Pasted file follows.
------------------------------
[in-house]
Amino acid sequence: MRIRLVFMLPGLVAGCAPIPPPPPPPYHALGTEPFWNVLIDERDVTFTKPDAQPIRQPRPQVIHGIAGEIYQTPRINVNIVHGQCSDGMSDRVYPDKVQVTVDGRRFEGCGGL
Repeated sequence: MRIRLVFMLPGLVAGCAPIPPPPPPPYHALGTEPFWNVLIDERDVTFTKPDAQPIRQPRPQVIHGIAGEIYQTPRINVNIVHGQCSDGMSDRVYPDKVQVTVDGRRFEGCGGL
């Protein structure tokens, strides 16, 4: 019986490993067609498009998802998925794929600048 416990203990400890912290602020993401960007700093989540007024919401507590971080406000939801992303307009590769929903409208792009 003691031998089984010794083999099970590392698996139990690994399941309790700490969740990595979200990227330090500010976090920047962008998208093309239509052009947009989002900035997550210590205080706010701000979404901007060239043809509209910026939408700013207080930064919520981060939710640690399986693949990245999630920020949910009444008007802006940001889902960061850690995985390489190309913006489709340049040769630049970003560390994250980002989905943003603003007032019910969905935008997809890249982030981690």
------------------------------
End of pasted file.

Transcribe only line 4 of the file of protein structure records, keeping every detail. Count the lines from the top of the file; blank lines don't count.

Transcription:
């Protein structure tokens, strides 16, 4: 019986490993067609498009998802998925794929600048 416990203990400890912290602020993401960007700093989540007024919401507590971080406000939801992303307009590769929903409208792009 003691031998089984010794083999099970590392698996139990690994399941309790700490969740990595979200990227330090500010976090920047962008998208093309239509052009947009989002900035997550210590205080706010701000979404901007060239043809509209910026939408700013207080930064919520981060939710640690399986693949990245999630920020949910009444008007802006940001889902960061850690995985390489190309913006489709340049040769630049970003560390994250980002989905943003603003007032019910969905935008997809890249982030981690």